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Collibus, live in London

Collibus come to Camden

The prog-metal arena keeps on growing, but while the scene is starting to get saturated with a lot of bands who offer nothing exceptional, Collibus are growing into their potential as one of the best young bands around.

Coming on to the rather inappropriate strains of Asia’s Heat Of The Moment, their 40 minute performance tonight concentrates on recent debut album The False Awakening. As compared to record, though, onstage the band are now a different beast. They have learnt to strap a fearsome attack to the intricacies of the studio music.

Gemma Fox possesses a ferociously concussive voice, leading the band with the confident air of someone who knows she’s a strong personality. Gemma has the sort of attitude that demands the limelight. But she never overshadows the rest of the band. Guitarists Stephen Platt and Daniel Mucs combine with an aura that draws from Megadeth, Dream Theater, Cynic and Gojira. But they’re rapidly developing their own patterns, and now really give the material an extra dimension.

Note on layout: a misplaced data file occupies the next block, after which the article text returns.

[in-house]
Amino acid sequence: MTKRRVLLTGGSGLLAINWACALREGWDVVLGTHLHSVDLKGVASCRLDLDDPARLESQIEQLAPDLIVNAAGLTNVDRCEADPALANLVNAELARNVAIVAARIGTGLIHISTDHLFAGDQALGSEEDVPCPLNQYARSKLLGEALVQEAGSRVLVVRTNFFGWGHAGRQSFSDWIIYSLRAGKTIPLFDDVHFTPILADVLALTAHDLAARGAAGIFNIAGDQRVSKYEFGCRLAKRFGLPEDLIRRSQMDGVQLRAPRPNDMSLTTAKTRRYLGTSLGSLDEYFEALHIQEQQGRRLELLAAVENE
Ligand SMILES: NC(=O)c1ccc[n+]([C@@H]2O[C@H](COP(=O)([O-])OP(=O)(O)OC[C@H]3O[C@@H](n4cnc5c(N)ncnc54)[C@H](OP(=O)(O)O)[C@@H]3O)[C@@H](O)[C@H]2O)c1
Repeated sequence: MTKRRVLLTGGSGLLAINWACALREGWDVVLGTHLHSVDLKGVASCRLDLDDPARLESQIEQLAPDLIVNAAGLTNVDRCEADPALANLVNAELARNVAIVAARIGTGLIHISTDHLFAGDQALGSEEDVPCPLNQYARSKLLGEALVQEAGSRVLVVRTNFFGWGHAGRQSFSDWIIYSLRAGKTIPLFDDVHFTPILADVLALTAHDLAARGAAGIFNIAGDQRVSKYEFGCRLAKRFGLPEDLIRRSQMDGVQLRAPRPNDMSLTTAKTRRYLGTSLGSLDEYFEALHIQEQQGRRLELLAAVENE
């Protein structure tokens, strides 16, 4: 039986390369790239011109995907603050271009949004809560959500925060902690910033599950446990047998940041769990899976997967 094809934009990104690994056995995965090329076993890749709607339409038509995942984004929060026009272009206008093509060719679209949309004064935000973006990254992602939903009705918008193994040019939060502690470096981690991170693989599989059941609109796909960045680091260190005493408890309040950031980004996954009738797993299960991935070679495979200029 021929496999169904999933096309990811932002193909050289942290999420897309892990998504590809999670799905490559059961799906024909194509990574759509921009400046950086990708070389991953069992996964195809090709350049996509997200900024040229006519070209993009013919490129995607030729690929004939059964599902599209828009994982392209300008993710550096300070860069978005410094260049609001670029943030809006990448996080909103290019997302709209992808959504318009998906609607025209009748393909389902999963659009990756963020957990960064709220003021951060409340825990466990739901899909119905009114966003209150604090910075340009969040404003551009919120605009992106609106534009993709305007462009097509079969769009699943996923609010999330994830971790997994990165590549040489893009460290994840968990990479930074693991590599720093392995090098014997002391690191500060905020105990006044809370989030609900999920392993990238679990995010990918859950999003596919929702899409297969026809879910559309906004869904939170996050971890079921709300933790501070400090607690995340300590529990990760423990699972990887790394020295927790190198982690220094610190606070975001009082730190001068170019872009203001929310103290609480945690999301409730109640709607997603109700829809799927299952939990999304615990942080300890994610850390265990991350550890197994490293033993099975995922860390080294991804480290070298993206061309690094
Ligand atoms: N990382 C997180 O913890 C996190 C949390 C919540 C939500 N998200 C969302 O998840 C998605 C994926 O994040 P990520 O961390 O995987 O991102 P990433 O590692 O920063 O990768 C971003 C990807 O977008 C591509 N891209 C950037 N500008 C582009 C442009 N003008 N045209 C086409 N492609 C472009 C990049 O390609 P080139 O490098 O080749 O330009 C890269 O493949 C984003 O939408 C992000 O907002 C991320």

Even having a stand-in drummer didn’t affect the momentum and prowess. Tom Rice, wearing a Gentle Giant T-shirt to show his prog affiliations, did a spirited and sensible job underpinning the sound.

The enthusiastic reaction to the way the Manchester band let rip suggests they’re building a seismic future. One of the names to watch for 2015.

Malcolm Dome had an illustrious and celebrated career which stretched back to working for Record Mirror magazine in the late 70s and Metal Fury in the early 80s before joining Kerrang! at its launch in 1981. His first book, Encyclopedia Metallica (opens in new tab), published in 1981, may have been the inspiration for the name of a certain band formed that same year. Dome is also credited with inventing the term "thrash metal" while writing about the Anthrax song Metal Thrashing Mad in 1984. With the launch of Classic Rock magazine in 1998 he became involved with that title, sister magazine Metal Hammer, and was a contributor to Prog magazine since its inception in 2009.